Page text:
Before the mediator enters in the mediation room he needs to be aware of his emotional and somatic state. By using meditation and breathing control exercises he prepares himself to be positive, composed and under control.
When the parties first enter in a mediation room, they realize the huge difference between a court and a mediation procedure. The room is cozy, away from loud noises and indiscrete eyes, not very big with natural light and the right temperature. Coffee, tea and snacks are in a table creating with their smell a safe place to be.
The mediator uses the first names of the parties and welcomes them with a "Duchene smile" and a strong handshake. The tone of his voice is soft, the moves of the hands gentle and the eyes follow equally both of them.
Already from the mediator's open statement, the parties feel his strong faith in their capacity to solve the problem. The mediator is the "appreciative eye" (Cooperrider,1987) which sees the best in people and tries to bring it to the surface.
Questions like: "On a scale from 1 to 10 where are you now and what can you do to move one step higher" or "If you had a magic wand and you could change the current situation what would be different", make the parties visualize their future and by using their strengths they set small goals to bridge the gap between their current situation and their ideal one. (Discrepancy Loop - Carver and Scheier)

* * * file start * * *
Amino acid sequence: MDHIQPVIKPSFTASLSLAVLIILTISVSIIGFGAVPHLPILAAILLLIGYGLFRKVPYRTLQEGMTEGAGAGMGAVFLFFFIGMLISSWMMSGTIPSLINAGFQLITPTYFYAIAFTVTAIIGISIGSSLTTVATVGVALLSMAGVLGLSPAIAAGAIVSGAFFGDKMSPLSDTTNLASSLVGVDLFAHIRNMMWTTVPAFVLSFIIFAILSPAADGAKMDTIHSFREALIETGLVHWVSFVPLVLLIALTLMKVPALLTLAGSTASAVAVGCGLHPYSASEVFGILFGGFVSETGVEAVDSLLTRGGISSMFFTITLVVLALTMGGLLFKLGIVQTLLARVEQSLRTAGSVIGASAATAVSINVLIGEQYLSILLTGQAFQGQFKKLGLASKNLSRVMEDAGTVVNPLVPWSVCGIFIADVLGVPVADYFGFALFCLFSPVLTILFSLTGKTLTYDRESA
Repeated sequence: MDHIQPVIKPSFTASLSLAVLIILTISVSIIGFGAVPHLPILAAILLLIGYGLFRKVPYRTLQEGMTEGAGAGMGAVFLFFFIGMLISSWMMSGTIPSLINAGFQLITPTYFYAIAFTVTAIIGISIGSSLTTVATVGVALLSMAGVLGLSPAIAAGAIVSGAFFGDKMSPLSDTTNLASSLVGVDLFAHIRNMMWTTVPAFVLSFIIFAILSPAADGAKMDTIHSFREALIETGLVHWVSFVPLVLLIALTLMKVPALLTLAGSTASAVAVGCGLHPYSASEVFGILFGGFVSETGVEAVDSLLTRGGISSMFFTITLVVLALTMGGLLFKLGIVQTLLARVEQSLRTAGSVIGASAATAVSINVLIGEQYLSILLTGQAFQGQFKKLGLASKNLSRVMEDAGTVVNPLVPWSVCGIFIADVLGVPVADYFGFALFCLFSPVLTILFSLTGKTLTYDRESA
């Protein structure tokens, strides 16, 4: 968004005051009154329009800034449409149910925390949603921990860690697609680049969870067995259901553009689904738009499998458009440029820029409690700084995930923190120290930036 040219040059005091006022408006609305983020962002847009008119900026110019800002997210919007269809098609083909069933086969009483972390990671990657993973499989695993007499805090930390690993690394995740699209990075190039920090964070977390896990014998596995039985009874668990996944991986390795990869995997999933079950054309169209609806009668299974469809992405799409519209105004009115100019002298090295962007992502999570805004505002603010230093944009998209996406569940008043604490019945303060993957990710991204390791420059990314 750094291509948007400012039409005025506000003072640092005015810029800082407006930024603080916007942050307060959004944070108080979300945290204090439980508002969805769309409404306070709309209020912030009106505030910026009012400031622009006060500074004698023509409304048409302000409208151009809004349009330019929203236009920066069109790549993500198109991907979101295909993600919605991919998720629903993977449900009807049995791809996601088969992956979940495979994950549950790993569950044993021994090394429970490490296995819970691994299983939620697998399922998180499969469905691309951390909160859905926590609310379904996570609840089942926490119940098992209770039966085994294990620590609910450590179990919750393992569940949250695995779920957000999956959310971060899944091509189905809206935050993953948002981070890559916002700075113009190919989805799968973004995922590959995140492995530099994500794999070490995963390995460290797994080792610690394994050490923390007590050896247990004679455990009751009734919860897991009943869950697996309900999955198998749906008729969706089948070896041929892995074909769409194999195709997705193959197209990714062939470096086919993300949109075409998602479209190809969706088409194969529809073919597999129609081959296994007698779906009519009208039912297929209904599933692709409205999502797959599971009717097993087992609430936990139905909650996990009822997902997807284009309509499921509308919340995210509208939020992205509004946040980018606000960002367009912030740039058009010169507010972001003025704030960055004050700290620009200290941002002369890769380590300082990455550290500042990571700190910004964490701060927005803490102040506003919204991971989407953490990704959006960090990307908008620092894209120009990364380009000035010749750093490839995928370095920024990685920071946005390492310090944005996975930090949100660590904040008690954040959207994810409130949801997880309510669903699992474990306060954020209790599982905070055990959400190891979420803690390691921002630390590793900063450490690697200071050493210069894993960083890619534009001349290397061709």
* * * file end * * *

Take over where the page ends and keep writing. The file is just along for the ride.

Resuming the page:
During the "brainstorming procedure" where the parties try to find solutions the mediator acknowledge their progress, brings back to them beautiful memories (by using family photos or by asking them to remember the time where they best worked together) and gradually by using the "Building and broaden theory" he generates positive feelings to the parties. The positive feelings help them to be more creative and allow them to open up and include others in their sense of self (Waugh& Fredrickson)
If things don't go well the mediator can be creatively flexible. He can use his humor to lift parties' mood, he can propose a short break for a coffee or a walk with him in a park to clear their minds and reduce their stress.
With all the above and by targeting to the three out of five human needs of the Maslow Pyramid: Safety, Esteem and Self-Actualization, mediation builds positive emotions to people, improves their wellbeing, encourages their strengths to emerge, cultivates their resilience, helps people to reach their optimal functioning. And all of that because of its PP genes!
So, what about if PP was a compulsory module in mediation training and what about if part of a family mediation session would include PP interventions as "The three Good Things Journal" or "Monitor your destructive thinking patterns?"
Considering that divorce is close behind bereavement and unemployment in terms of their long-term negative effect on overall wellbeing (Lucas, 2003) imagine what a huge difference in parents behavior and in children's lives that would bring.
Dimitra B. Mousioli LL.B , MSc (collegeofmediators.co.uk)